1 I suspect that Doctor Who has one foot in each camp.


What a great conclusion to a great two-parter for the original CSI tonight. I prefer the show when it’s more about the science but this was exactly the right way to push the characters in a more dramatic direction – by making it all about the case. Some really nice performances, great little moments, and a far cry from the cartoonish mystery-by-numbers approach that the other two CSI shows are taking.

In other news, why when I bite my lip once (which is painful enough) am I then condemned to bite it several more times the same day? Ow!


New series of CSI tonight on Channel 5! Having not been keeping up with the US airings, I’ve been quite looking forward to this.

Meanwhile it looks like CSI:NY is back next week. It was always a poor second best to the original show, albeit miles better than CSI:Hammy, but I’m not encouraged by the write-up in this week’s TV & Satellite Week, which seems to promise a complete lack of the show’s only interesting aspects:

In its first series CSI:NY’s dark, shadowy sets, glum acting and focus on its characters’ personal lives left it feeling out of kilter with the rest of the CSI franchise… “We’ve lightened it up in every respect – from the storytelling and humour to the sets, wardrobe and hair,” explains series creator Anthony Zuiker.

Joy. The show where even the hair has highlights.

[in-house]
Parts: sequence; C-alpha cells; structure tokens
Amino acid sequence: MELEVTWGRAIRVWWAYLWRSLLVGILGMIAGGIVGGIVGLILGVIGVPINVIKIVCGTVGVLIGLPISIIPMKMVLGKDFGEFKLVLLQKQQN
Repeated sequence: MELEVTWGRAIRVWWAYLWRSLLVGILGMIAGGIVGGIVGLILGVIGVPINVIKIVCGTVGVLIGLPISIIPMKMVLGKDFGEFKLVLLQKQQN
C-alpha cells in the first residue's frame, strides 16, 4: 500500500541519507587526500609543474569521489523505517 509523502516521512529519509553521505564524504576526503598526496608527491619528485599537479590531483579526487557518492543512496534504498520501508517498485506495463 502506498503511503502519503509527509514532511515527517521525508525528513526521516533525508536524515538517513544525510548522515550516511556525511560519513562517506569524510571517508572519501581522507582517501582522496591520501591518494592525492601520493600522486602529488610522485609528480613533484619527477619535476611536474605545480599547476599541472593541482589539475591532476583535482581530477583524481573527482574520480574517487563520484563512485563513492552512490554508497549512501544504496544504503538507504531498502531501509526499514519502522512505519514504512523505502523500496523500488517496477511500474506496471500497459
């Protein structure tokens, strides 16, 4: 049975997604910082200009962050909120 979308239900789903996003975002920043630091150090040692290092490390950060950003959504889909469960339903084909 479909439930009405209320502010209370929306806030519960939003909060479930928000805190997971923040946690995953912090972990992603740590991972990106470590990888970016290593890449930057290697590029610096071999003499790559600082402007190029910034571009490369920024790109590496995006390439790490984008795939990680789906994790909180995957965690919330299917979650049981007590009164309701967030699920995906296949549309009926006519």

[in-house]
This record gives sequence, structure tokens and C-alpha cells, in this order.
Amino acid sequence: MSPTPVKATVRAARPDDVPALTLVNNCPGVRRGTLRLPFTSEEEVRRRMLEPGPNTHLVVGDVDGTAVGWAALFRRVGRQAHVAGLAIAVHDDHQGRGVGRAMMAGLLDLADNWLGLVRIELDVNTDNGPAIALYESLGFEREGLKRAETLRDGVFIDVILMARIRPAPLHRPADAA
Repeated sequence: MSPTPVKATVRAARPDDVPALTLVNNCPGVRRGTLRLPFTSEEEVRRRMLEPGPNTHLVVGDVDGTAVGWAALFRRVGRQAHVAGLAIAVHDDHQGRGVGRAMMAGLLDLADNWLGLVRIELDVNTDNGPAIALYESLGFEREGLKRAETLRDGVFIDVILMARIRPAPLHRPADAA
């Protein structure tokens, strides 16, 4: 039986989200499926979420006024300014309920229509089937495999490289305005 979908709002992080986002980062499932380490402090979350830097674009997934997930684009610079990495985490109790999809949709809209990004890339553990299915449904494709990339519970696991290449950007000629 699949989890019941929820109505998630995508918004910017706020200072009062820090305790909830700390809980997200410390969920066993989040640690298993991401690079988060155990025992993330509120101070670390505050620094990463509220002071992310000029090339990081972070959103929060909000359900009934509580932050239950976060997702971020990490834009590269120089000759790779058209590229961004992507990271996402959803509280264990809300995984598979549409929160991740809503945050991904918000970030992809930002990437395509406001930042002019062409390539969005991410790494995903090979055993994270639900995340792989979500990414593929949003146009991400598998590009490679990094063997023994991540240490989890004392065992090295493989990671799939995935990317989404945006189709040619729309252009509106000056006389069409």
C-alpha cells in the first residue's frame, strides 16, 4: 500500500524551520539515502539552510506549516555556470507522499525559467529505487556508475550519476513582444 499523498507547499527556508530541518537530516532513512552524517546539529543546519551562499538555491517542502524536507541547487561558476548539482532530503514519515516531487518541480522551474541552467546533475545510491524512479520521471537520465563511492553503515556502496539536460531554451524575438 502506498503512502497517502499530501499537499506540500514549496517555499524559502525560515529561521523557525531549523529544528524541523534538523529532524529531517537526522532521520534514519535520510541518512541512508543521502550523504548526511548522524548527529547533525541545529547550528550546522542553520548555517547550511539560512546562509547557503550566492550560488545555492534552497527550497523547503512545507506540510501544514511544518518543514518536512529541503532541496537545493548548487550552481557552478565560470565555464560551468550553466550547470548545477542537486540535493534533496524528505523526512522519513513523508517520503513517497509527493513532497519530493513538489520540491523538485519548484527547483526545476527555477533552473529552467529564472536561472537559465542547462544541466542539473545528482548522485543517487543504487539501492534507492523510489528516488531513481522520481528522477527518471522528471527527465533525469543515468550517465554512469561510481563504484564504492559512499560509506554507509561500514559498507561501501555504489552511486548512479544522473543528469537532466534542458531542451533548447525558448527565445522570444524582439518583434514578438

I’m still really enjoying the original CSI at the moment – the best of that family of shows, if only for the characters. I was a little disappointed with the rather Americanised Sherlock Holmes story in the most recent Channel 5 episode, but the science remains to the fore, and the shake-up of the characters has created a bit of interest without seriously disrupting the format. Plus, who could turn up the opportunity to boo and hiss whenever Eckley comes on screen. 🙂

Having given it a few weeks to settle in, I’m coming to the conclusion that CSI: NY – although a completely unnecessary spin-off – is a strong runner-up in terms of quality (when it avoids crimes against humanity like pulling the reflection off someone’s eyeball using grainy CCTV footage at fifty yards). Although it lacks the macabre sense of humour of the original show, it has many of the things I love about the original, including gently self-deprecating characters who love science.1

However, the real point of this post is to note that one of the suspects in this week’s CSI:NY had a conviction for something called “Homocide” according to the screen. Which is probably not the crime they had in mind.

1 As opposed to posing scenery-chewing egotists who prefer hugging children and rescuing small furry animals from trees to doing actual forensics.